By Greg Price
National Public Safety Communications Week runs April 14, highlighting the critical work hardworking dispatchers and public safety telecommunicators do as a vital link between the community and fire, medical and law enforcement agencies.
“The Taber Police Service houses the communications centre that is responsible for 9-1-1 regionally for the Municipal District of Taber and the Town of Taber. We are the first line of communication with regards to the public/clients and the chain of survival in relation to fire and ambulance response, as well as calls for services involving two police agencies in the RCMP and the Taber Police Service,” said Graham Abela, chief for the Taber Police Service.
The 9-1-1 standards in the province require a certain threshold for a chute time. Abela is happy to report the call centre out of the Taber Police Service meets those requirements and more.
“We here at the police service meet and exceed 9-1-1 standards and we work diligently to meet the NFPA chute times for fire in the province. Police don’t really have chute times, the calls are contextually different than fire calls,” said Abela. “But the dispatcher takes important information from the public so that we get the right people with the right resources to the right place in the quickest amount of time possible. We use the National Academy of Emergency Dispatch System pathway for police and fire form our service.”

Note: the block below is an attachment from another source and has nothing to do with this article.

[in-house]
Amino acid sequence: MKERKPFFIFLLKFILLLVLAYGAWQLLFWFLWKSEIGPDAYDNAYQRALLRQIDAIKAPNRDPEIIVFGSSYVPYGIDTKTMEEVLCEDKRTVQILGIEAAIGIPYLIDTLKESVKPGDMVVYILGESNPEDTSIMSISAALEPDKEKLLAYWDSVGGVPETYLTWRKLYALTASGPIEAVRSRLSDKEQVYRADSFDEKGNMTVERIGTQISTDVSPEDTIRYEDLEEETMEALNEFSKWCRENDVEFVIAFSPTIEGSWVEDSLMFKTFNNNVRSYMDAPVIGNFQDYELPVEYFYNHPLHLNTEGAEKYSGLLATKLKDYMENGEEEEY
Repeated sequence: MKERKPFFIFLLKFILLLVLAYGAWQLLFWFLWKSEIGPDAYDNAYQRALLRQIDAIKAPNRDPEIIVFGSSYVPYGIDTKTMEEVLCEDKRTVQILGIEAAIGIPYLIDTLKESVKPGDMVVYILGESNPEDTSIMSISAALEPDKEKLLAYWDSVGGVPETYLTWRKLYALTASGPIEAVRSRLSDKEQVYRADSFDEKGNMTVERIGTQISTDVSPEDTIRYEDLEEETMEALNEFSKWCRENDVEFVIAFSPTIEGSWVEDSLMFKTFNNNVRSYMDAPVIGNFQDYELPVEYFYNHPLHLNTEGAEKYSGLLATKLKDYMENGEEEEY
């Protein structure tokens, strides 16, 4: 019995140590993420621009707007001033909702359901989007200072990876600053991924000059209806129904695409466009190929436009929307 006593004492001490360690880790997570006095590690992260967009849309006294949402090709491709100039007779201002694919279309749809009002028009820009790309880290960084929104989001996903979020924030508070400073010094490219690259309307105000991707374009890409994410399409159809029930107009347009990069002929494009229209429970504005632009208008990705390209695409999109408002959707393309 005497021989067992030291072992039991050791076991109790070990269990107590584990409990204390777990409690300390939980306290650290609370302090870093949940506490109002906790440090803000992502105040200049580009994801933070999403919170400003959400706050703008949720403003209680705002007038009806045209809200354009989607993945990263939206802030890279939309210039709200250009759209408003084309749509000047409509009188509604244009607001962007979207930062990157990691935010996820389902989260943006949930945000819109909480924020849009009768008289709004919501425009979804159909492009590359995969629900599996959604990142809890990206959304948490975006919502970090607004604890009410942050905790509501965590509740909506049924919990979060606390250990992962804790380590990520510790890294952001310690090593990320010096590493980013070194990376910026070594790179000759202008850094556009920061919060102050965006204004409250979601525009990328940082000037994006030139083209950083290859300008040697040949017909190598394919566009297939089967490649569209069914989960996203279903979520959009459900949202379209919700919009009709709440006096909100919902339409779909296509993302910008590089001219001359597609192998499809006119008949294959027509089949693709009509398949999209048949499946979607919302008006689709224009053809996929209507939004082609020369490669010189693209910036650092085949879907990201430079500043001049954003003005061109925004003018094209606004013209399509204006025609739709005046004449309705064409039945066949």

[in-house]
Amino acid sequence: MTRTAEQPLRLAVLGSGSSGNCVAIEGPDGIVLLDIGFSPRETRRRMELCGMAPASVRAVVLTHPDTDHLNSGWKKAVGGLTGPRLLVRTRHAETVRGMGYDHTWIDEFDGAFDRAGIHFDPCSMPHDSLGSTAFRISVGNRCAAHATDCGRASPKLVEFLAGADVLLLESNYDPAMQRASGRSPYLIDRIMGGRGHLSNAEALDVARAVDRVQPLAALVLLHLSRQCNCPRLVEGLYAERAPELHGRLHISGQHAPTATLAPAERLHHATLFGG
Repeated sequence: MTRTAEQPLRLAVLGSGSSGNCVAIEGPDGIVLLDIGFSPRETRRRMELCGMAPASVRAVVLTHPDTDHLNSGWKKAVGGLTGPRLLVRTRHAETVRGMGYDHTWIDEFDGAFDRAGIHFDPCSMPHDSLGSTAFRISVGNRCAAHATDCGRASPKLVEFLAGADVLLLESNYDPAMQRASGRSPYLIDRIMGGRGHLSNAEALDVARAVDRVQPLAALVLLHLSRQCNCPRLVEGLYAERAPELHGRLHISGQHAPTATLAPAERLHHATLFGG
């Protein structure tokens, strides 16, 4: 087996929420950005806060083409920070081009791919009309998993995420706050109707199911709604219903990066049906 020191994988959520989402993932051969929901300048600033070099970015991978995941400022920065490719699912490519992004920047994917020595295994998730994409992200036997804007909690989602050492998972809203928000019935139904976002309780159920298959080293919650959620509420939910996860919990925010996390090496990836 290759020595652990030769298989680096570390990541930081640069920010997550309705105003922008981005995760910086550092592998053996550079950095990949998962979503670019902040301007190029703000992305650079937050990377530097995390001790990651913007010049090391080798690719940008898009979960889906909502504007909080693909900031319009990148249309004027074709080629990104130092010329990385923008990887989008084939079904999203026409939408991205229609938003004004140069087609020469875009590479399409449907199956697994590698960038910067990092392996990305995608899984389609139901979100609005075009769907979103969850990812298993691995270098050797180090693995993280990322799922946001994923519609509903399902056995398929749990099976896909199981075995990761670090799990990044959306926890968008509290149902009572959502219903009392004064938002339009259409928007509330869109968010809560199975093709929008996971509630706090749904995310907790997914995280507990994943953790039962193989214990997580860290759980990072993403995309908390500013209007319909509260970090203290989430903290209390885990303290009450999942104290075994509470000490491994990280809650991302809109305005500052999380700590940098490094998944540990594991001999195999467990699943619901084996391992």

Dana Bell, public safety communications manager for the Taber Police Service, has recently completed her certificate in public safety communications management, and will be graduating in Las Vegas at the end of April at a national conference.
With National Public Safety Communications Week, the Taber Police Service would like to raise awareness in its protocol as calls come into the critical link that is the dispatchers.
“What we find is sometimes the public doesn’t understand why we ask the questions that we are asking. Sometimes the public can get frustrated which is normal for us. But the questions are asked the same way each time so that the people that we are dispatching are given the proper information that they need to do their jobs,” said Abela. “A lot of the time when we are asking questions, it is to get specific resources to a specific place and not wasting precious resources by sending too much of a response sometimes to a certain location or inversely, an improper response. There is a lot of technology involved now in our dispatch including our computer-automated dispatch system called iNet. Our dispatchers do a wonderful job. From my perspective, there’s nothing better as a police chief, than to walk into our communication centre and see our dispatchers. They are multi-tasking like you wouldn’t believe and answering multiple 9-1-1 calls with a flurry of activity in high-stress situations. It is just amazing to watch how they handle that and get people to where they need to go.”